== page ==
Divorce is one subject that affects your tax accounting. However, new laws have come into effect and things are changing. In some situations, an ex-spouse is legally obligated to make payments to the other person. This is often referred to as alimony. These payments tend to be substantial and bring with them tax benefits.
The Tax Cuts and Job Act (TCJA) has changed the deductions the payer can claim on their federal income tax. All divorces that fall under the pre-2019 agreements will not be affected. However, any payments made under post-2018 agreements will change.
What Does TCJA Do?
TCJA removes deductions for alimony payments which were required by divorce agreements post-2018. Basically, any divorce or separation that takes place after December 31, 2018, will no longer be able to claim alimony payments as a deduction. Nor will the recipient of the alimony payments have to include them as taxable income on their tax returns.
This change in law can really hit hard for those making alimony payments, as there will no longer be tax savings. For those who have an agreement pre-2019, tax deductions for alimony payments will remain. However, if modifications are made to the alimony payment arrangements then tax deductions could be affected.
Payments must qualify as deductible alimony and must follow the time-honored list of specific tax-law requirements. As long as these requirements are met, the payer will be able to take the alimony payment as a deduction. Therefore, the payer would not have to itemize in order to reap the deductions. These payments must be executed by the courts before 2019. If the payments do not fit the definition of alimony, then they would be treated as child support or marital property dividends.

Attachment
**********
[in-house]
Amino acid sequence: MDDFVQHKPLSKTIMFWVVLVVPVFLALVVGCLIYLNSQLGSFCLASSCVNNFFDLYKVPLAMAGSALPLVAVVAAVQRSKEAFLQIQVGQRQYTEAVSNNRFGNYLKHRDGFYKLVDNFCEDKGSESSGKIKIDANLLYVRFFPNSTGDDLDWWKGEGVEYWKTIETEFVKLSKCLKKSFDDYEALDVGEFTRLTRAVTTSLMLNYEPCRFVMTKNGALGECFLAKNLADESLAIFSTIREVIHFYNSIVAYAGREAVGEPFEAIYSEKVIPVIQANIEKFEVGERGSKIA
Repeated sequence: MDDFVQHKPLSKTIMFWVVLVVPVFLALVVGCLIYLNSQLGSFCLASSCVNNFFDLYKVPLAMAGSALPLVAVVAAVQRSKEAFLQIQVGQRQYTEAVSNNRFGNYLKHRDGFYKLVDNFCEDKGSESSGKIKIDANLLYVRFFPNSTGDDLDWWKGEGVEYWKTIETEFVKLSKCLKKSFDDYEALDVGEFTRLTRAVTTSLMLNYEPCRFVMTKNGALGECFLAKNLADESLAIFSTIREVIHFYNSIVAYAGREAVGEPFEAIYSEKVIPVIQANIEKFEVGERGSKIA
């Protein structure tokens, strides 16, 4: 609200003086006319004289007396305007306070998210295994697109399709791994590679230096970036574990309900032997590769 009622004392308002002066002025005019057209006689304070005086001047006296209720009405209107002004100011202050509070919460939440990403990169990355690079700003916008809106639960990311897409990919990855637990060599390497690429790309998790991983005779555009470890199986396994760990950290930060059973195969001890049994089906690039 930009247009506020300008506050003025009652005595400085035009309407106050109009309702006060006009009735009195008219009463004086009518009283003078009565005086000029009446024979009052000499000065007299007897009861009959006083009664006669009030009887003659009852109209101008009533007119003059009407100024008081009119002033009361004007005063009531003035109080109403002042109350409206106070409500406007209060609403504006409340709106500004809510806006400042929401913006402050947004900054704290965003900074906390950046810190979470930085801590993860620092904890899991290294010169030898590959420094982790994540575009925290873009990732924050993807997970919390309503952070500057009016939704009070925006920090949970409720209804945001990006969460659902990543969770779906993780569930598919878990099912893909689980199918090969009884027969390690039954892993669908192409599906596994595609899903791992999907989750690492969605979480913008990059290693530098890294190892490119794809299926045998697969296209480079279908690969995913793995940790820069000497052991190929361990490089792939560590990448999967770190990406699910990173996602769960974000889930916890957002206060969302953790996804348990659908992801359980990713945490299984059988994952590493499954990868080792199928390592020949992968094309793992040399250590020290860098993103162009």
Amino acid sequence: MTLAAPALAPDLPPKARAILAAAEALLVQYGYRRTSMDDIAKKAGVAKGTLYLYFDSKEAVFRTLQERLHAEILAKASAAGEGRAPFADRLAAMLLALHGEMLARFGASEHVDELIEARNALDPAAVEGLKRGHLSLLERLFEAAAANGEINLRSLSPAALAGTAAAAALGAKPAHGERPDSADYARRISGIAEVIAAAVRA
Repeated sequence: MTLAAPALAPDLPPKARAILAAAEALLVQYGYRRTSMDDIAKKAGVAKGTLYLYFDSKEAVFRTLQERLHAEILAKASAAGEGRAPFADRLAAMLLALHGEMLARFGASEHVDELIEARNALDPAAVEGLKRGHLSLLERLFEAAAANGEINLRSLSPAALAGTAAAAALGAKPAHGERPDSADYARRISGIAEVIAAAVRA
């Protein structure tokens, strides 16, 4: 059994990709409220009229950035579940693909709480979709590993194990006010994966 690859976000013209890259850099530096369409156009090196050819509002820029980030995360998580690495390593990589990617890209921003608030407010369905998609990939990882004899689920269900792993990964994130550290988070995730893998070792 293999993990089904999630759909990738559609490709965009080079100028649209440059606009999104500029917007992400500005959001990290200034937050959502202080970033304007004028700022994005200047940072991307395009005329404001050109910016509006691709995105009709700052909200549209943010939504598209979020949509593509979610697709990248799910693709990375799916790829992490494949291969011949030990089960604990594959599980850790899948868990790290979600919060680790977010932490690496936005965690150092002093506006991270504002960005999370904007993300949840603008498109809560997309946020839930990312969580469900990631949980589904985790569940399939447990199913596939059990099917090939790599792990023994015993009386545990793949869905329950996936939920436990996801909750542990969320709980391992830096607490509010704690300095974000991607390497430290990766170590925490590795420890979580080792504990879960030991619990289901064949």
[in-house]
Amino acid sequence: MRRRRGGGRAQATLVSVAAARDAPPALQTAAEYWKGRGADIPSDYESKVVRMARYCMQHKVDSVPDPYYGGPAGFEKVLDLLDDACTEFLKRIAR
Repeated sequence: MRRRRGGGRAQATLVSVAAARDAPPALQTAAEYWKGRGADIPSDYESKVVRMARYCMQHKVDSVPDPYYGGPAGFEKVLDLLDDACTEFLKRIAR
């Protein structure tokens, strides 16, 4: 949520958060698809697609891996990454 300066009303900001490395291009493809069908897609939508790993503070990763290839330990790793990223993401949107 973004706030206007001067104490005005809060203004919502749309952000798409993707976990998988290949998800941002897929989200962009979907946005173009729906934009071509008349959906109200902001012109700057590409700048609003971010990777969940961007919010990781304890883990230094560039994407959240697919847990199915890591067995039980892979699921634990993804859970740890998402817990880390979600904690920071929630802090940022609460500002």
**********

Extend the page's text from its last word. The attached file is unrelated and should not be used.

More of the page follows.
Alimony Deduction Requirements
Individuals must meet the following requirements to use alimony as a tax deduction.
- Payments must be defined in a written divorce or separation agreement.
- The payment must be made to the spouse or ex-spouse. Payments to third parties are allowed if made on behalf of the recipient and defined in the divorce or separation agreement.
- Payment must be stated as alimony to qualify.
- The recipient cannot share a home with the payee or file a joint income tax.
- Payments must be made in cash or a cash equivalent.
- Payments cannot be defined as child support.
- Payer’s return must include their social security number.
- If the divorce agreement states that payments are to be made to estate or beneficiaries after their death, they cannot be used as alimony deductions any longer.
There are a lot of things to consider when it comes to alimony payments and tax accounting. Be sure you understand the laws before making any type of claims to deductions.
Parker Business Consulting & Accounting, P.C. is a unique firm with more than a combined 75 years of experience in private industry, coupled with a strong background in public accounting. This combination enables us to provide valuable assistance based on direct experience with many of the same issues faced by our clients.